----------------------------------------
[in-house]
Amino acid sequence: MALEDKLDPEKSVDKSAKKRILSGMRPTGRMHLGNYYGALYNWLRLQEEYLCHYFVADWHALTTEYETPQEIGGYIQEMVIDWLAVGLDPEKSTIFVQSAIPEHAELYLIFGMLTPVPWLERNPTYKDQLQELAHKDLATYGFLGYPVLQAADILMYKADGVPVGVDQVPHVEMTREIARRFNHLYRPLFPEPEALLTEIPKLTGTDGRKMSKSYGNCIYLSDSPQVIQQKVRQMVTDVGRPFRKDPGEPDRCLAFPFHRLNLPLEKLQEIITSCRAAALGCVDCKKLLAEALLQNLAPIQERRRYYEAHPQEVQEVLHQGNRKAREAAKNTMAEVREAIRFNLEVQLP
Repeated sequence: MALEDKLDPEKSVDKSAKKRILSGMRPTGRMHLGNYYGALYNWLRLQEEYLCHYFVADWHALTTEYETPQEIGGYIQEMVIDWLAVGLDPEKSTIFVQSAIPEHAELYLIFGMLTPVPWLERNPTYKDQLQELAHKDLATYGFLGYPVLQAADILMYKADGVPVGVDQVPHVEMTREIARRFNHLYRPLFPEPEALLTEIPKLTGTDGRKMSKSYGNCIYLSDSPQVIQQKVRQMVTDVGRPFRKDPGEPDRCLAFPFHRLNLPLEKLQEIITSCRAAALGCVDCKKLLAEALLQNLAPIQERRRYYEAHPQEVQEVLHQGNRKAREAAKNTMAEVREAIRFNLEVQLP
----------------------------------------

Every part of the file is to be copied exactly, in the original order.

[in-house]
Amino acid sequence: MALEDKLDPEKSVDKSAKKRILSGMRPTGRMHLGNYYGALYNWLRLQEEYLCHYFVADWHALTTEYETPQEIGGYIQEMVIDWLAVGLDPEKSTIFVQSAIPEHAELYLIFGMLTPVPWLERNPTYKDQLQELAHKDLATYGFLGYPVLQAADILMYKADGVPVGVDQVPHVEMTREIARRFNHLYRPLFPEPEALLTEIPKLTGTDGRKMSKSYGNCIYLSDSPQVIQQKVRQMVTDVGRPFRKDPGEPDRCLAFPFHRLNLPLEKLQEIITSCRAAALGCVDCKKLLAEALLQNLAPIQERRRYYEAHPQEVQEVLHQGNRKAREAAKNTMAEVREAIRFNLEVQLP
Repeated sequence: MALEDKLDPEKSVDKSAKKRILSGMRPTGRMHLGNYYGALYNWLRLQEEYLCHYFVADWHALTTEYETPQEIGGYIQEMVIDWLAVGLDPEKSTIFVQSAIPEHAELYLIFGMLTPVPWLERNPTYKDQLQELAHKDLATYGFLGYPVLQAADILMYKADGVPVGVDQVPHVEMTREIARRFNHLYRPLFPEPEALLTEIPKLTGTDGRKMSKSYGNCIYLSDSPQVIQQKVRQMVTDVGRPFRKDPGEPDRCLAFPFHRLNLPLEKLQEIITSCRAAALGCVDCKKLLAEALLQNLAPIQERRRYYEAHPQEVQEVLHQGNRKAREAAKNTMAEVREAIRFNLEVQLP